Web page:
July 28th, 2014
By Marcia Heroux Pounds, (Florida) Sun Sentinel, July 24, 2014
Bullying in the workplace happens at all levels and in many different workplaces, even to 6-foot, 300-lb. Miami Dolphins football players, experts said at a conference Thursday in Deerfield Beach.
The Broward County Crime Commission gathered local and national experts to talk about adult and workplace bullying.
“When you have zero tolerance, employees understand, ‘we don’t want to get near that locker room mentality that the Dolphins had,’ ” said Jack Seiler, mayor of Fort Lauderdale, referring to Dolphins linemen’s vulgar text messages, voice mails and behavior that prompted teammate Jonathan Martin to quit the team last year.
The city has a zero-tolerance policy against bullying, Seiler said.
But 27 percent of U.S. workers have been bullied and 21 percent have witnessed bullying in the workplace, according to a 2014 survey by the Workplace Bullying Institute. Workplace bullying is defined as repeated mistreatment; abusive conduct that is threatening, humiliating or intimidating; work sabotage; or verbal abuse.
Nearly 70 percent of bullies are male and 31 percent female, according to the Institute.
Improved economic conditions in the country have not lessened the bullying, said Gary Namie, research director of the Workplace Bullying Institute. Victims may be ostracized in the workplace and set up for errors, he said.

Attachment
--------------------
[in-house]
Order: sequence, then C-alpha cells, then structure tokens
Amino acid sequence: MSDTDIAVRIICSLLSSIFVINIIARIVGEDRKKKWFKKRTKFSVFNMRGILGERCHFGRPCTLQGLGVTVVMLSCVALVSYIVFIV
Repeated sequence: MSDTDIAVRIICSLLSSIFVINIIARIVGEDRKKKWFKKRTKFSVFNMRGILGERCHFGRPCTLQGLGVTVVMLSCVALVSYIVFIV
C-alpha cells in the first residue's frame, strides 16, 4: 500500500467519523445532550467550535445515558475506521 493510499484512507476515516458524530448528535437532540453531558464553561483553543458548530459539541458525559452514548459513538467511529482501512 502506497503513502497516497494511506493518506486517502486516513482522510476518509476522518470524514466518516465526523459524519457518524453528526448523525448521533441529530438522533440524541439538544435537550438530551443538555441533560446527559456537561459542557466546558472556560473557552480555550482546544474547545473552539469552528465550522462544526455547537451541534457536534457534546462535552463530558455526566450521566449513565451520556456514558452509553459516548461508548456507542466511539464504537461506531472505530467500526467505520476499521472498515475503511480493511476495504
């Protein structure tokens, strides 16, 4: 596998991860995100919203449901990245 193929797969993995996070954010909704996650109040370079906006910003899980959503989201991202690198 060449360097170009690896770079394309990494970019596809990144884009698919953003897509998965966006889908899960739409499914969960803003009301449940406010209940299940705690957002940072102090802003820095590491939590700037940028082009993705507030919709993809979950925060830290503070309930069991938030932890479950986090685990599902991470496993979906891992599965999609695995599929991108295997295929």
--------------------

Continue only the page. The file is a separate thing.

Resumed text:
“I’m going to add to your job and not give you training and then call you ‘stupid,’ ” he said as an example of a bully boss.
While many bills have been floated, including in Florida’s state legislature, none have passed to take action against workplace bullying.
“Once management understands what the costs of bullying are, they’ll get it,” said Kelly Kolb, a labor lawyer for Buchanan, Ingersoll & Rooney in Fort Lauderdale.
Research has shown that bullying can result in “clinical depression, anxiety, high blood pressure, ulcers, loss of sleep, a variety of problems. That’s going to translate into absenteeism, loss of productivity, more sick days, workers comp claims, health insurance claims, short- and long-term disability claims,” Kolb said. “Productivity is going down, expenses are going up, all because of this, usually one male, individual,” he said.
Maureen Duffy, a workplace consultant and family therapist in South Florida, said once a person is targeted for bullying, it doesn’t always end after the person is fired or quits.
“They get tracked down at their new employment, anonymous phone calls saying, why did you hire this person?,” Duffy said. The former employer may withhold references when the person is trying to get a new job, she said.
Sometimes, the situation is even worse. Conference attendees heard from the mother and sister of Jodie Jones Zebell, a 31-year-old mammographer who took her own life after feeling bullied at work.
“Even if something seems trivial, it adds up,” said her sister Joie Bostwick. “Listen, and make sure they know how much you love them.”
Also presenting at the event were WBI friends.
Associate Law Professor Kerri Stone, Florida International University
Associate Professor Alexia Georgakopoulos, PhD, Nova Southeastern University